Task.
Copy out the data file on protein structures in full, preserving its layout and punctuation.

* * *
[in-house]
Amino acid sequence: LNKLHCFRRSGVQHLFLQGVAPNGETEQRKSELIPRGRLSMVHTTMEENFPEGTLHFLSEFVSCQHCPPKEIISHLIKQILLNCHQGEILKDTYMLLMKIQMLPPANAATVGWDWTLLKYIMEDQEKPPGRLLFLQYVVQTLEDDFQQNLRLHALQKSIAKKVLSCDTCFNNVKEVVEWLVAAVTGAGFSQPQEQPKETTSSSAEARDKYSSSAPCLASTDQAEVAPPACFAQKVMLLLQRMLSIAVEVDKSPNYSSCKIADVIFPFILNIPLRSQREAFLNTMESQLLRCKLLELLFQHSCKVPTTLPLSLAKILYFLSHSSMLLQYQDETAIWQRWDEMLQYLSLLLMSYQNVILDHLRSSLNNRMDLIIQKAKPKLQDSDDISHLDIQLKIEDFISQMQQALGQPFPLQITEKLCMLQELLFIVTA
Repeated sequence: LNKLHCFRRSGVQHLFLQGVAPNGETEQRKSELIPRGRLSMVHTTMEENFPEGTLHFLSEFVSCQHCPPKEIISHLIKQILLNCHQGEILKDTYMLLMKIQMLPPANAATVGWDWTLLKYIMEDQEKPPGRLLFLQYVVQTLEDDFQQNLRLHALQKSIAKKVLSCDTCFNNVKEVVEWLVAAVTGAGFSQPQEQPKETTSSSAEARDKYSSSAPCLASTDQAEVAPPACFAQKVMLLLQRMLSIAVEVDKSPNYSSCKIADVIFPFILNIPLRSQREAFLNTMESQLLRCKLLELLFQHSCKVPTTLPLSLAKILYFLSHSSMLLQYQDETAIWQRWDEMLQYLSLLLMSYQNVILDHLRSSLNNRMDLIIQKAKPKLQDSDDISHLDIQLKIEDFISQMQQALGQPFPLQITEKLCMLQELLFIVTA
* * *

[in-house]
Amino acid sequence: LNKLHCFRRSGVQHLFLQGVAPNGETEQRKSELIPRGRLSMVHTTMEENFPEGTLHFLSEFVSCQHCPPKEIISHLIKQILLNCHQGEILKDTYMLLMKIQMLPPANAATVGWDWTLLKYIMEDQEKPPGRLLFLQYVVQTLEDDFQQNLRLHALQKSIAKKVLSCDTCFNNVKEVVEWLVAAVTGAGFSQPQEQPKETTSSSAEARDKYSSSAPCLASTDQAEVAPPACFAQKVMLLLQRMLSIAVEVDKSPNYSSCKIADVIFPFILNIPLRSQREAFLNTMESQLLRCKLLELLFQHSCKVPTTLPLSLAKILYFLSHSSMLLQYQDETAIWQRWDEMLQYLSLLLMSYQNVILDHLRSSLNNRMDLIIQKAKPKLQDSDDISHLDIQLKIEDFISQMQQALGQPFPLQITEKLCMLQELLFIVTA
Repeated sequence: LNKLHCFRRSGVQHLFLQGVAPNGETEQRKSELIPRGRLSMVHTTMEENFPEGTLHFLSEFVSCQHCPPKEIISHLIKQILLNCHQGEILKDTYMLLMKIQMLPPANAATVGWDWTLLKYIMEDQEKPPGRLLFLQYVVQTLEDDFQQNLRLHALQKSIAKKVLSCDTCFNNVKEVVEWLVAAVTGAGFSQPQEQPKETTSSSAEARDKYSSSAPCLASTDQAEVAPPACFAQKVMLLLQRMLSIAVEVDKSPNYSSCKIADVIFPFILNIPLRSQREAFLNTMESQLLRCKLLELLFQHSCKVPTTLPLSLAKILYFLSHSSMLLQYQDETAIWQRWDEMLQYLSLLLMSYQNVILDHLRSSLNNRMDLIIQKAKPKLQDSDDISHLDIQLKIEDFISQMQQALGQPFPLQITEKLCMLQELLFIVTA